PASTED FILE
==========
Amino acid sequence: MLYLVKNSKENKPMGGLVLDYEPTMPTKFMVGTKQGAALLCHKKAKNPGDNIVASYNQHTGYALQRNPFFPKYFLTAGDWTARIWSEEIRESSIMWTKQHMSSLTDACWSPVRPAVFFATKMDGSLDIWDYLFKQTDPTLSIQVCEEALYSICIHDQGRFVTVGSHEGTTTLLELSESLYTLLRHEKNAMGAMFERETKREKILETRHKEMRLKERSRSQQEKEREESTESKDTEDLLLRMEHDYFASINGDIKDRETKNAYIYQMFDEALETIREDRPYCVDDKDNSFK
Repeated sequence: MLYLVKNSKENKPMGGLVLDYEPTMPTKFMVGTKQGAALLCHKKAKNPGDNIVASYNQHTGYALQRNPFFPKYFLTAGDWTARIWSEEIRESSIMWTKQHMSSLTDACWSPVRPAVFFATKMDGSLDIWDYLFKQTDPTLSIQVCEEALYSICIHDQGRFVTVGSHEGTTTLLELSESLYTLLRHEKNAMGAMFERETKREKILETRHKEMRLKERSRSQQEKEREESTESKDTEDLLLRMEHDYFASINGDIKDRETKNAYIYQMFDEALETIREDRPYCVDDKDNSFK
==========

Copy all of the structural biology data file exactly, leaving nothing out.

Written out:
Amino acid sequence: MLYLVKNSKENKPMGGLVLDYEPTMPTKFMVGTKQGAALLCHKKAKNPGDNIVASYNQHTGYALQRNPFFPKYFLTAGDWTARIWSEEIRESSIMWTKQHMSSLTDACWSPVRPAVFFATKMDGSLDIWDYLFKQTDPTLSIQVCEEALYSICIHDQGRFVTVGSHEGTTTLLELSESLYTLLRHEKNAMGAMFERETKREKILETRHKEMRLKERSRSQQEKEREESTESKDTEDLLLRMEHDYFASINGDIKDRETKNAYIYQMFDEALETIREDRPYCVDDKDNSFK
Repeated sequence: MLYLVKNSKENKPMGGLVLDYEPTMPTKFMVGTKQGAALLCHKKAKNPGDNIVASYNQHTGYALQRNPFFPKYFLTAGDWTARIWSEEIRESSIMWTKQHMSSLTDACWSPVRPAVFFATKMDGSLDIWDYLFKQTDPTLSIQVCEEALYSICIHDQGRFVTVGSHEGTTTLLELSESLYTLLRHEKNAMGAMFERETKREKILETRHKEMRLKERSRSQQEKEREESTESKDTEDLLLRMEHDYFASINGDIKDRETKNAYIYQMFDEALETIREDRPYCVDDKDNSFK